History of porcelain and bone china.

Image from here

Lettres édifiantes et curieuses de Chine par des missionnaires jésuites. The secrets, which d'Entrecolles read about and witnessed in China (Image from wikipedia)

DEFINITION. Many misunderstood the china as the products that were produced in the Republic of China. Lets start with the term porcelain. Porcelain is a pretty common term that everybody knows. Porcelain can informally be referred to as "china" or "fine china" in some English-speaking countries, as China was the birthplace of porcelain making. Hence we called them the china. There are differences between bone china and fine china, but lets not discuss about them yet.  Porcelain can be divided into the three main categories: hard-paste, soft-paste and bone china depending on the composition of the paste, the material used to form the body of a porcelain object and the firing conditions. In the next post, I will discuss on the hard-paste porcelain (Meissen porcelain) since some of my collections were originate from Germany. 

HISTORY. Glazed ceramic wares had developed into porcelain in Han dynasty period (196–220 BC). Later in Tang Dynasty (618–906), the porcelain were exported to the Islamic world, where it was highly prized. By the Ming Dynasty (1368–1644), porcelain art was being exported to Europe. Some of the most well-known Chinese porcelain art styles arrived in Europe during this era, such as the coveted blue-and-white wares. The Ming Dynasty controlled much of the porcelain trade, which were further expanded to all over Asia, Africa and Europe through the Silk Road. Later, Portuguese merchants began direct trade over the sea route with the Ming Dynasty in 1517 and were followed by Dutch merchants in 1598.

EUROPE. Early in the 16th century, Portuguese traders returned home with samples of kaolin clay, which they discovered in China to be essential in the production of porcelain wares (They tried to copy). However, the Chinese techniques and composition used to manufacture porcelain were not yet fully understood. Countless experiments to produce porcelain had unpredictable results and met with failure. In 1712, many of the elaborate Chinese porcelain manufacturing secrets were revealed throughout Europe by the French Jesuit father Francois Xavier d'Entrecolles and soon published in the Lettres édifiantes et curieuses de Chine par des missionnaires jésuites. The secrets, which d'Entrecolles read about and witnessed in China, were now known and began seeing use in Europe.

BONE CHINA. Bone China used in the production of tableware products industrially has high level of whiteness, smoothness and light translucency properties. This porcelain is used also in artistic applications today because of the aesthetic opportunities it presents. Body composition of bone china is provided by bone ash, felspar and kaolin in its composition. Its recipe known today was developed by Josiah Spode II in England on 1794 and the production of bone china begun at the Spode factory in Staffordshire at that time. The bisque firing temperature of bone china is between 1220ºC – 1280ºC according various factors such as the firing speed and body composition (Ozgundogdu, 2003). A traditional bone China bodies as defined by Singer and Singer (1963) in their book "Industrial Ceramics" consist of 50 % bone ash, 25 % Kaolin, and 25 % Felspar. Bone china is known for its high levels of whiteness and translucency, and very high mechanical strength and chip resistance. Its high strength allows it to be produced in thinner cross-sections than other types of porcelain. Bone ash in its composition specifies the white and semi-transparent characteristics of bone china. Bone ash is usually obtained from cattle bones which have a lower iron content.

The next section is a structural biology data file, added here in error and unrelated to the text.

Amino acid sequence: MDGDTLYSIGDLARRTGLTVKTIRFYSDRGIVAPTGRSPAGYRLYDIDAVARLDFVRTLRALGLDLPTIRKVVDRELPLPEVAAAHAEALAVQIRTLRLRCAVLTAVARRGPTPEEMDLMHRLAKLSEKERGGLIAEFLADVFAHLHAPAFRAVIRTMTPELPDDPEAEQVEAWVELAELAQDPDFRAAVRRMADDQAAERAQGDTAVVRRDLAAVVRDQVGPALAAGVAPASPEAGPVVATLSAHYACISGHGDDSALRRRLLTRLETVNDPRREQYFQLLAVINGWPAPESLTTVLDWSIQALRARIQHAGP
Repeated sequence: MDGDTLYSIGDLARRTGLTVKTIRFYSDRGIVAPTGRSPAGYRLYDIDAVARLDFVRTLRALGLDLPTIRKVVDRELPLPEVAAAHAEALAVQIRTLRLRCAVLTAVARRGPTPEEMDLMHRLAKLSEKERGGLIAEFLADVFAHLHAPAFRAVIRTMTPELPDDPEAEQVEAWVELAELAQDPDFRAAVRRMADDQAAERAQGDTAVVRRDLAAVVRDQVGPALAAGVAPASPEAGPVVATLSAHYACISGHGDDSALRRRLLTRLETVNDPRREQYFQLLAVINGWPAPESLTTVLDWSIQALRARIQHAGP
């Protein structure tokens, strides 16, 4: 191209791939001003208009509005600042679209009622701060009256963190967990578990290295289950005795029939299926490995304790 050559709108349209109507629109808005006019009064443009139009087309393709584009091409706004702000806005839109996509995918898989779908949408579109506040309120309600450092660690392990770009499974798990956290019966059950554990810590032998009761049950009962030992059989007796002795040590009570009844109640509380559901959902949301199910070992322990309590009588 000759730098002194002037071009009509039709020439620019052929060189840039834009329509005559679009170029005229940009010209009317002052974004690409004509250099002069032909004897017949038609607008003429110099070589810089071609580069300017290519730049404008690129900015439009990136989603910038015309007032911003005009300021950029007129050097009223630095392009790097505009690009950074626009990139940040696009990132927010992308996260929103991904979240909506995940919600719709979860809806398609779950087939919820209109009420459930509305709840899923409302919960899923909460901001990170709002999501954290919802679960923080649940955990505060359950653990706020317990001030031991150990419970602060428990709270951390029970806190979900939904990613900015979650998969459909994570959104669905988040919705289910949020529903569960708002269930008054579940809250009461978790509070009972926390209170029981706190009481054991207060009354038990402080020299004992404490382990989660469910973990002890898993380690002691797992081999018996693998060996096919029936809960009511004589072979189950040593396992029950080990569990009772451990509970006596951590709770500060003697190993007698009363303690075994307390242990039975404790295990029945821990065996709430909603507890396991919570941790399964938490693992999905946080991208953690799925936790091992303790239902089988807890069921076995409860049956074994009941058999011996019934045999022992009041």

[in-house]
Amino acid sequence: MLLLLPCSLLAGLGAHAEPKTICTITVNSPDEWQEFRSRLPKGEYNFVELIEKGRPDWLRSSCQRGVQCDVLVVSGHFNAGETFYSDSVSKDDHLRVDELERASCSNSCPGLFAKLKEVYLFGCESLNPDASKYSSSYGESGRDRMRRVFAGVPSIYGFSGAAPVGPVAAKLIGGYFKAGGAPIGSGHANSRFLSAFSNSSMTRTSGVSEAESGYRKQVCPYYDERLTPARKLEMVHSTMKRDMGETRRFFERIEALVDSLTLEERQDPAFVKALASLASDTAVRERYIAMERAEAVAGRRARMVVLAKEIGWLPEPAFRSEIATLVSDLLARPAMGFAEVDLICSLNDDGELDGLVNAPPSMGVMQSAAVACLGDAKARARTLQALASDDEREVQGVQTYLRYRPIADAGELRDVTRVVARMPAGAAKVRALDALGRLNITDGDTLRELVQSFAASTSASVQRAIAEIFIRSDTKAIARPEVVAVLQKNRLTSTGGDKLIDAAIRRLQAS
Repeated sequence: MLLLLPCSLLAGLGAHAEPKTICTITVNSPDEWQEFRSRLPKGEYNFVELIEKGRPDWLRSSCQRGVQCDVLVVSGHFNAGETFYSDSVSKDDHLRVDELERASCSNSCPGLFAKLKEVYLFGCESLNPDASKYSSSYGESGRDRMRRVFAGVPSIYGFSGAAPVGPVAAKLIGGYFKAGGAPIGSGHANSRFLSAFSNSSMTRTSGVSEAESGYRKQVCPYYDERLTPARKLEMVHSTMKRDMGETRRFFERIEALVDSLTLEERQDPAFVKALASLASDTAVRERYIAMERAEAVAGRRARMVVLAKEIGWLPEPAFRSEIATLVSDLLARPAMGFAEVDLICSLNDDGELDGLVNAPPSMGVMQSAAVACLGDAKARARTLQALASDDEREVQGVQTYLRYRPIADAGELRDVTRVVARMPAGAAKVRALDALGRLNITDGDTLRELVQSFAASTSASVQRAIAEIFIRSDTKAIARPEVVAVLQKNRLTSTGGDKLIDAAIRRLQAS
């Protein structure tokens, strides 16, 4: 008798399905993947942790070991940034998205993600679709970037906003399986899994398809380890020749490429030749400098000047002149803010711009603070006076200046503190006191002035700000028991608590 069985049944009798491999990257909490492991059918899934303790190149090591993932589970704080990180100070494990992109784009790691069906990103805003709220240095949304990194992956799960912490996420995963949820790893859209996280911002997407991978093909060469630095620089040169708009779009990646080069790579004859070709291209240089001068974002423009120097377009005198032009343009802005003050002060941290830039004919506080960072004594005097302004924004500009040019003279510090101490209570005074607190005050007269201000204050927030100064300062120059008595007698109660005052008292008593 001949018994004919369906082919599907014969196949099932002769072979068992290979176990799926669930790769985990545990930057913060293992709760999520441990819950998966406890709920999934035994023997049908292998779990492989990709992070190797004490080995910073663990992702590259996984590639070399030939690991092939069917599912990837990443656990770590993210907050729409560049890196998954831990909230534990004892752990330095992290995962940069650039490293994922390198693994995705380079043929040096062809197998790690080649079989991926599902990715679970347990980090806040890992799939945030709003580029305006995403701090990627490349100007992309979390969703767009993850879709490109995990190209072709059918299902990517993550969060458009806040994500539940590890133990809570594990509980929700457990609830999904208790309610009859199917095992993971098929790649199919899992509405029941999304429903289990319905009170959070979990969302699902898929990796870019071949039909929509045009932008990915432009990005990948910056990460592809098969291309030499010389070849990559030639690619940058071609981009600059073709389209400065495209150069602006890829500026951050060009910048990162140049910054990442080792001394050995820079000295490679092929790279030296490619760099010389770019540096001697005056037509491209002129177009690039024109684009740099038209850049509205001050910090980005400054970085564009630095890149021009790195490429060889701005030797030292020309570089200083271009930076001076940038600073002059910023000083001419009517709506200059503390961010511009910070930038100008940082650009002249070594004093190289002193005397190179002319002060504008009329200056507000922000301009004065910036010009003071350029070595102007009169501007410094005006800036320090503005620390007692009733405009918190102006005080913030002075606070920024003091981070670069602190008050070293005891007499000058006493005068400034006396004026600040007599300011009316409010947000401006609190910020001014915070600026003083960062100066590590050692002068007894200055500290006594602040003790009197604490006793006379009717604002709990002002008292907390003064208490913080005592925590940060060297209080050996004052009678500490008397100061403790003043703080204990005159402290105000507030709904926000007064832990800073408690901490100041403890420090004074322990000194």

CONLUSION. 1) China does not mean made in China. 2) There are 3 types of Porcelain. 3) Bone china is fame in Europe since many factories rise in producing high quality and artistic china wares.




4 comments:

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  2. Hello! Thank you for your participation in the "directory blogspot!" I see that your blog is devoted to the porcelain! I live in France in the city of Limoges, or main activity is the porcelain for centuries! I give you some addresses to expand your knowledge!
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    Replies
    1. Thank you for your kindness. I'll spare times and browse all the listed websites. Have a jolly Christmas!

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